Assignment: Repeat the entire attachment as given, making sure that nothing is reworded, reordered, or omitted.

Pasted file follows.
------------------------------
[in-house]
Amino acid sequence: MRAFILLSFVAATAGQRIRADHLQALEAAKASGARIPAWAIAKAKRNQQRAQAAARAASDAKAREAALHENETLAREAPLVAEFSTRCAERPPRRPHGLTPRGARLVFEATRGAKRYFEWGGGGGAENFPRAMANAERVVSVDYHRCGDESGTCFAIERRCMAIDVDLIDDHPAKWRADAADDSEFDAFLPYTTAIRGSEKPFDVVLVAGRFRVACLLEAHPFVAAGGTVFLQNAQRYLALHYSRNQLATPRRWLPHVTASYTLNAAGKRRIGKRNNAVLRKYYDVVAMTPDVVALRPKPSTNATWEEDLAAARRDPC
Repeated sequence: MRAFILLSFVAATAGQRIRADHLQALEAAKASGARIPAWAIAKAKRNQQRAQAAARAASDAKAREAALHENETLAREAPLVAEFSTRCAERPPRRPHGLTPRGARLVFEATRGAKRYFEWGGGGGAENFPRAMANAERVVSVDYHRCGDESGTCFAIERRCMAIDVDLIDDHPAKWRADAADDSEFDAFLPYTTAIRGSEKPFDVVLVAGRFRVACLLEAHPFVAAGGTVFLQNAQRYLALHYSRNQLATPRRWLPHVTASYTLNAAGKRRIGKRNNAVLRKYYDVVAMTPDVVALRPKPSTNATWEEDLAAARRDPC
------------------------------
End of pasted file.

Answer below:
[in-house]
Amino acid sequence: MRAFILLSFVAATAGQRIRADHLQALEAAKASGARIPAWAIAKAKRNQQRAQAAARAASDAKAREAALHENETLAREAPLVAEFSTRCAERPPRRPHGLTPRGARLVFEATRGAKRYFEWGGGGGAENFPRAMANAERVVSVDYHRCGDESGTCFAIERRCMAIDVDLIDDHPAKWRADAADDSEFDAFLPYTTAIRGSEKPFDVVLVAGRFRVACLLEAHPFVAAGGTVFLQNAQRYLALHYSRNQLATPRRWLPHVTASYTLNAAGKRRIGKRNNAVLRKYYDVVAMTPDVVALRPKPSTNATWEEDLAAARRDPC
Repeated sequence: MRAFILLSFVAATAGQRIRADHLQALEAAKASGARIPAWAIAKAKRNQQRAQAAARAASDAKAREAALHENETLAREAPLVAEFSTRCAERPPRRPHGLTPRGARLVFEATRGAKRYFEWGGGGGAENFPRAMANAERVVSVDYHRCGDESGTCFAIERRCMAIDVDLIDDHPAKWRADAADDSEFDAFLPYTTAIRGSEKPFDVVLVAGRFRVACLLEAHPFVAAGGTVFLQNAQRYLALHYSRNQLATPRRWLPHVTASYTLNAAGKRRIGKRNNAVLRKYYDVVAMTPDVVALRPKPSTNATWEEDLAAARRDPC